?Even as adults, people fondly remember children?s book illustrations, and the manuscripts and ceremonial objects show the way to a world still unfamiliar to many,? said Budapest Mayor István Tarlós at the opening.
The mayor noted the contributions of Hungarian Jewish writers and scientists such as Miklós Radnóti, Antal Szerb, Frigyes Karinthy, István Örkény and Gábor Dénes.
He recalled how the second half of the 19th century had been a golden age for Hungarian Jews, who took leading roles in the country?s industrial, trade and service sectors. But these people were seen as phantoms, and prejudices were tailored to this image. What started with the system of numerus clausus ended with the Holocaust, he added.
Tarlós said the exhibition would support a better understanding of Jewish history.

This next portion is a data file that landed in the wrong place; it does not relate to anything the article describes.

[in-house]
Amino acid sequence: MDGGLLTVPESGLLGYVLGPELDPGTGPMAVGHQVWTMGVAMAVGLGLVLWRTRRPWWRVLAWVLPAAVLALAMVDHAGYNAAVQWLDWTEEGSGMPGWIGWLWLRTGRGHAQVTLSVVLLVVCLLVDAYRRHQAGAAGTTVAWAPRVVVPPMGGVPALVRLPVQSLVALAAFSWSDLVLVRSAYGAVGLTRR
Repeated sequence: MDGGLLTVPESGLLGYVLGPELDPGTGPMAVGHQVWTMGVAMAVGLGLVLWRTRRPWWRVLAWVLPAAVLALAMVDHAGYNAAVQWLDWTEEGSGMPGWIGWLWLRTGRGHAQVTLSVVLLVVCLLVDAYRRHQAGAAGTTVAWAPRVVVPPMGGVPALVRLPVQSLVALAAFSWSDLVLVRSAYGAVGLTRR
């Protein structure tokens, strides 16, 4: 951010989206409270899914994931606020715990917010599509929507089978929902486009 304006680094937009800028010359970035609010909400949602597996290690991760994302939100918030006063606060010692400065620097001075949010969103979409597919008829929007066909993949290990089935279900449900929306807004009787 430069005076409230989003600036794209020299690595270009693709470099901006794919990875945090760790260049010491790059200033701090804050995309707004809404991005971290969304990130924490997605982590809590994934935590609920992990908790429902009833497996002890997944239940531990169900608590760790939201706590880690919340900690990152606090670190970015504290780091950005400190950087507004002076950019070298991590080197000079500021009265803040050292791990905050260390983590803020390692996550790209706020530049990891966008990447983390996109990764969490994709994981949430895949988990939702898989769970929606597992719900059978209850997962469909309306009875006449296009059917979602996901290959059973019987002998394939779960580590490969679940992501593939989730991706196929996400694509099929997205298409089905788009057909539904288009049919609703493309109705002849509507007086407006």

Israeli ambassador to Hungary Ilan Mor said the exhibition shows one of the world?s oldest languages, Hebrew, which was transformed from a language of religion to a popular language continuously changing to meet challenges.
?The ancient language from the motherland was transformed into a modern, living language that played a significant role within the Zionist movement in creating a new national and cultural identity for modern Israel,? he said.
Mor said the works on display at the exhibition reflect not just a linguistic and cultural revolution, but the creation of a family, a community, a melting pot.
The exhibition is part of the 15th Jewish Summer Festival which runs from August 26 until September 4.
Source: Hungarian News Agency (MTI) / Photo: MTI